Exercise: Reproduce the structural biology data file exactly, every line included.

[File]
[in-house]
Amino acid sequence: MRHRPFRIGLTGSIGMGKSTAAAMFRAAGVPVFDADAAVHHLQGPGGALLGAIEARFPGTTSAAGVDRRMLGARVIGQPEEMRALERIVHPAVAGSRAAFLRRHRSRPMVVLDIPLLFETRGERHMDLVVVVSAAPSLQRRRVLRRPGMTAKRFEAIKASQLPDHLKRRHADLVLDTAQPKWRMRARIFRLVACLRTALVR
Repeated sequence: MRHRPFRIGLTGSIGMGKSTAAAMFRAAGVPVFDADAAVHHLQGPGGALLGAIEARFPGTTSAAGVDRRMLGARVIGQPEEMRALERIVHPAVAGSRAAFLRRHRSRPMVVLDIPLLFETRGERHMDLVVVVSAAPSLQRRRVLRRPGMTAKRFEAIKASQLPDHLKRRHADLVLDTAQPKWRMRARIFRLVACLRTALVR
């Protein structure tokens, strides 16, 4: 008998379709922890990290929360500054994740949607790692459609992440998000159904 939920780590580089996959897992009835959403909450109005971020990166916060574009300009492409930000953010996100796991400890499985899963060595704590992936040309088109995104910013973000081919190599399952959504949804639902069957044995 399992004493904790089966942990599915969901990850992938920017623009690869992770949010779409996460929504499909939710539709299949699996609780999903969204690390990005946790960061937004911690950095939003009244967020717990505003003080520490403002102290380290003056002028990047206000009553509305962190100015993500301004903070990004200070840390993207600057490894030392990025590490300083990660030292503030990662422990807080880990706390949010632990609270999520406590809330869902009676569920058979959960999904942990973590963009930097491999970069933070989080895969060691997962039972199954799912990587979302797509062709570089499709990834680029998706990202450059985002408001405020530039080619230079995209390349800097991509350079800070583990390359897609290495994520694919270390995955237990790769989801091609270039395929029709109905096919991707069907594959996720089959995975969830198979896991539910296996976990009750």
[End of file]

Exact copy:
[in-house]
Amino acid sequence: MRHRPFRIGLTGSIGMGKSTAAAMFRAAGVPVFDADAAVHHLQGPGGALLGAIEARFPGTTSAAGVDRRMLGARVIGQPEEMRALERIVHPAVAGSRAAFLRRHRSRPMVVLDIPLLFETRGERHMDLVVVVSAAPSLQRRRVLRRPGMTAKRFEAIKASQLPDHLKRRHADLVLDTAQPKWRMRARIFRLVACLRTALVR
Repeated sequence: MRHRPFRIGLTGSIGMGKSTAAAMFRAAGVPVFDADAAVHHLQGPGGALLGAIEARFPGTTSAAGVDRRMLGARVIGQPEEMRALERIVHPAVAGSRAAFLRRHRSRPMVVLDIPLLFETRGERHMDLVVVVSAAPSLQRRRVLRRPGMTAKRFEAIKASQLPDHLKRRHADLVLDTAQPKWRMRARIFRLVACLRTALVR
């Protein structure tokens, strides 16, 4: 008998379709922890990290929360500054994740949607790692459609992440998000159904 939920780590580089996959897992009835959403909450109005971020990166916060574009300009492409930000953010996100796991400890499985899963060595704590992936040309088109995104910013973000081919190599399952959504949804639902069957044995 399992004493904790089966942990599915969901990850992938920017623009690869992770949010779409996460929504499909939710539709299949699996609780999903969204690390990005946790960061937004911690950095939003009244967020717990505003003080520490403002102290380290003056002028990047206000009553509305962190100015993500301004903070990004200070840390993207600057490894030392990025590490300083990660030292503030990662422990807080880990706390949010632990609270999520406590809330869902009676569920058979959960999904942990973590963009930097491999970069933070989080895969060691997962039972199954799912990587979302797509062709570089499709990834680029998706990202450059985002408001405020530039080619230079995209390349800097991509350079800070583990390359897609290495994520694919270390995955237990790769989801091609270039395929029709109905096919991707069907594959996720089959995975969830198979896991539910296996976990009750």